Housing proximity to other neighborhood infrastructure (i.e. supermarkets, restaurants, construction sites, other dilapidated buildings) may influence the amount of mouse or rat allergen present, as may building size (i.e. number of floors) and type of housing (i.e. house, duplex, apartment building).24

Who is most vulnerable to indoor allergens?

Young children, the elderly, genetically predisposed, and low-income individuals are most vulnerable.2,3,19,25 For example, Lopez et al. (2015) found that New York City children living in low income, largely minority neighborhoods of East Harlem were nearly 13 times more likely to have asthma related emergency department visits compared to children on the Upper East Side, a nearby affluent neighborhood. This was attributable to high number of environmental asthma triggers including, poorly maintained housing, and presence of mold and pests.18 Additionally, African American/Black individuals are disproportionately exposed to cockroach allergen and experience allergic sensitization compared to white individuals.27 Individuals exposed to high outdoor air pollution also result in higher asthma rates in children.15

What can I do?

There are a multitude of different strategies with varying efficacy for reducing allergens in homes. Currently, there is uncertainty and controversy surrounding the best practices for reducing allergen exposure.21 Below are examples of the widely researched options:

  • To temporarily reduce indoor allergens, wash bedding and drapes in hot water as well as regularly wash pets. Vacuuming soft furnishings (carpets, drapes, seating) with a high efficiency particulate air (HEPA) filter if regular washing is not possible.11,13
  • Create barriers for allergens and pests. Encasing mattresses in allergen-impermeable materials (reduce allergen exposure by 89% but it does not completely remove the risk).11 Additionally, caulking and sealing holes and cracks.13
  • Utilize Integrated Pest Management strategies. A single Integrated Pest Management visit was shown to significantly reduce the number of cockroaches, concentration of cockroach allergen, and pesticide use in the New York City Public Housing compared to regular applications of pesticides.17
  • Prevent accumulation of dust in your homes by removing shoes when entering, using front door mats that capture allergens before you enter, dusting regularly, reducing carpeting throughout the home, and cleaning air filters.13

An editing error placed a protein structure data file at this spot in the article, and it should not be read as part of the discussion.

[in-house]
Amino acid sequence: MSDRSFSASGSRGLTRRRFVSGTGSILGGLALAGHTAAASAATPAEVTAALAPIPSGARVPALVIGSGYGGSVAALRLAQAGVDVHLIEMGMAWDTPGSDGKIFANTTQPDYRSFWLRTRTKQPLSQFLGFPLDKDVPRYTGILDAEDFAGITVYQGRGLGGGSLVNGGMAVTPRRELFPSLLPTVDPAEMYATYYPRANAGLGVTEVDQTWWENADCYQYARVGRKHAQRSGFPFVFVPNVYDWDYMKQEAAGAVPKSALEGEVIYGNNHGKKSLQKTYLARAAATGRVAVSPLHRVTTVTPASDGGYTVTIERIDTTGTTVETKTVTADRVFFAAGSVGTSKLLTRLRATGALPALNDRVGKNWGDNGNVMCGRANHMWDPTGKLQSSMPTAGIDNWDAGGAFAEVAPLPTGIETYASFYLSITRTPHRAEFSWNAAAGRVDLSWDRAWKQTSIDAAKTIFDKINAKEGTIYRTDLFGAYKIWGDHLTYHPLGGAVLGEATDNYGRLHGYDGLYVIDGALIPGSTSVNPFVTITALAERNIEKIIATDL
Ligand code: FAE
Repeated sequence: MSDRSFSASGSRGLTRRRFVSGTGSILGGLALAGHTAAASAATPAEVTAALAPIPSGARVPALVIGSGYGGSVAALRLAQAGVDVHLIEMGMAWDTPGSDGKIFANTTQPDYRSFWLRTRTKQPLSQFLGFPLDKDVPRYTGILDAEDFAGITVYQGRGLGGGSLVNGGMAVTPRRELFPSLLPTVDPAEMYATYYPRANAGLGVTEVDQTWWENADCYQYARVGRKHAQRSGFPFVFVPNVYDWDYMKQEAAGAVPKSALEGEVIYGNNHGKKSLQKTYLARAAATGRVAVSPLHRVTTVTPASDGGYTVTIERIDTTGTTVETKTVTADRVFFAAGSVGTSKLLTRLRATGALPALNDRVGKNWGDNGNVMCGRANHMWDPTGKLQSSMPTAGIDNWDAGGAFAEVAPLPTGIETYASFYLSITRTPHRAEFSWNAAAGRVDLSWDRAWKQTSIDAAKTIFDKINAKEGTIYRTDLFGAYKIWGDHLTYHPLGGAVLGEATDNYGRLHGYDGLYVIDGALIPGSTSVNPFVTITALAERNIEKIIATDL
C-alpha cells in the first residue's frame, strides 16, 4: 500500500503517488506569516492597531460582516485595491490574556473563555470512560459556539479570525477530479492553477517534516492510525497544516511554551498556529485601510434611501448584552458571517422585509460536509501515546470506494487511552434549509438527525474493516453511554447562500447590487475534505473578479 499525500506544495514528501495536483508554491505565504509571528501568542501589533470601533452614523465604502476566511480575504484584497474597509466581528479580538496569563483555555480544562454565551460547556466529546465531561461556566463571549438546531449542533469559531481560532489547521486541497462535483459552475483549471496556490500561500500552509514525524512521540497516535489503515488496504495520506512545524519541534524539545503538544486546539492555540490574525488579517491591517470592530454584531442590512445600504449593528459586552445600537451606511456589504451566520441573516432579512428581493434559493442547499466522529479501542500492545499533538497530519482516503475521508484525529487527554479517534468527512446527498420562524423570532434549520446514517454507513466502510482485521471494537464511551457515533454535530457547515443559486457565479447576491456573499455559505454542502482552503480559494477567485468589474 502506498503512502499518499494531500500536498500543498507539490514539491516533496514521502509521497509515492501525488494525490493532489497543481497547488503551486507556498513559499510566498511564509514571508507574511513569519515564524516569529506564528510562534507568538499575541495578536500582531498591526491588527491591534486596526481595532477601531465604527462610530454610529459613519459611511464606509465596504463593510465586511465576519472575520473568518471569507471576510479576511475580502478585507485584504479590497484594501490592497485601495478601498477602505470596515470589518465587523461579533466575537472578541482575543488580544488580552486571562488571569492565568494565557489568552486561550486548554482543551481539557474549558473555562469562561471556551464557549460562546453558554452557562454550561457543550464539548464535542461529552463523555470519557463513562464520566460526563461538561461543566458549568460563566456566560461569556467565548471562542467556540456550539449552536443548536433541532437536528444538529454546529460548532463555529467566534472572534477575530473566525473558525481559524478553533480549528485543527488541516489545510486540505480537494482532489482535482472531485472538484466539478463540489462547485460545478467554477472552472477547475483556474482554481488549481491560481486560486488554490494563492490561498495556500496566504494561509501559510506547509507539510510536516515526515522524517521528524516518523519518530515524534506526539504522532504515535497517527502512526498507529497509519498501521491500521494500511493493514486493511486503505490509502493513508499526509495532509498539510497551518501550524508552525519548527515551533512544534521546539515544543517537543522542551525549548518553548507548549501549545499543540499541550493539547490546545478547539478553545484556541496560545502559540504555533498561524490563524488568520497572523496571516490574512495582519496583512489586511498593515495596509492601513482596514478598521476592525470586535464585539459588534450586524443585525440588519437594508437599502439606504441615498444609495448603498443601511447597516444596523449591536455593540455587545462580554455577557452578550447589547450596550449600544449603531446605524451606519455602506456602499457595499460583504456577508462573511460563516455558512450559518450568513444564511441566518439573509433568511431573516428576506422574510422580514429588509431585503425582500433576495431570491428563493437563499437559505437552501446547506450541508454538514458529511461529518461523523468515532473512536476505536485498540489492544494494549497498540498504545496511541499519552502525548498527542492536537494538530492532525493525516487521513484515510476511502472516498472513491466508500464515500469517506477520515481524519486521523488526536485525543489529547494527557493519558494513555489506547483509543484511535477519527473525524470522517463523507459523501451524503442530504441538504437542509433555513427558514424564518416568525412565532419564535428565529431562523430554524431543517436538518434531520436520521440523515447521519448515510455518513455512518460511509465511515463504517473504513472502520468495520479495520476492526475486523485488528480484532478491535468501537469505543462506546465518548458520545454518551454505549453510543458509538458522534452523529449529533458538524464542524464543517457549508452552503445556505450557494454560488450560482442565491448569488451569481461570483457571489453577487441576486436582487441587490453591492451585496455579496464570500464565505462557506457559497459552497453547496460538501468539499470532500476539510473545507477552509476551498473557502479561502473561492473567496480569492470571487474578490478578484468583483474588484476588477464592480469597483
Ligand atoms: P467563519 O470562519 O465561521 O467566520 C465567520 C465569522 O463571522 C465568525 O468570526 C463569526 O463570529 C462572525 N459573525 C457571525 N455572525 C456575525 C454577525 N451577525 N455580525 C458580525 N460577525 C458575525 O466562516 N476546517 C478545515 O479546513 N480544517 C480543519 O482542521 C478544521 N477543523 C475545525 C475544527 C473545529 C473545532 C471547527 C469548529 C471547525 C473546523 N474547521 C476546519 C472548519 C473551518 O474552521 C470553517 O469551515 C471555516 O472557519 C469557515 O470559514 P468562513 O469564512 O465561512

• Control the growth of mold by properly maintaining dehumidifiers, regularly cleaning air conditioning units, and exhaust kitchen and bathroom fumes.6,13
  • Reduce or eliminate behaviors that promote asthma and allergies including smoking indoors.21

References

  1. ACAAI (2015). Scope an Impact of the Asthma Epidemic, American College of Allergy, Asthma and Immunology. http://college.acaai.org/sites/default/files/Resources/Infographics/asthma_epidemic_infographic.pdf
  2. Adamkiewicz, G., Zota, A., Fabian, M., Chahine, T., Julien, R., Spengler, J., & Levy, J. (2011). Moving environmental justice indoors: Understanding structural influences on residential exposure patterns in low-income communities. American Journal of Public Health, 101 Suppl 1, S238-45.
  3.  Ahluwalia, S., & Matsui, E. (2011). The indoor environment and its effects on childhood asthma. Current Opinion in Allergy and Clinical Immunology, 11(2), 137-43.
  4. Al-Hajjaj, M. S. (2008). Bronchial asthma in developing countries: A major social and economic burden. Annals of Thoracic Medicine, 3(2), 39–40. http://doi.org/10.4103/1817-1737.39633
  5. Allergy Facts and Figures, Research, Allergy Facts and Figures, Asthma and Allergy Foundation of America (AAFA), c2017, http://www.aafa.org/page/allergy-facts.aspx, accessed 4/25/17)
  6. Arlian, Neal, Morgan, Vyszenski-Moher, Rapp, & Alexander. (2001). Reducing relative humidity is a practical way to control dust mites and their allergens in homes in temperate climates. The Journal of Allergy and Clinical Immunology, 107(1), 99-104.
  7. Asthma and Fair or Poor Health, Asthma, CDC Centers for Disease Control and Prevention, CDC, updated 3/23/17, https://www.cdc.gov/asthma/asthma_stats/default.htm, accessed 4/25/17
  8. CDC. (2012). Common Asthma Triggers, Asthma, CDC Centers for Disease Control and Prevention, updated 2012, https://www.cdc.gov/asthma/triggers.html, Accessed 4/25/17
  9. CDC. (2015).Asthma-related Missed School Days among Children aged 5–17 Years. https://www.cdc.gov/asthma/ asthma_stats/missing_days.htm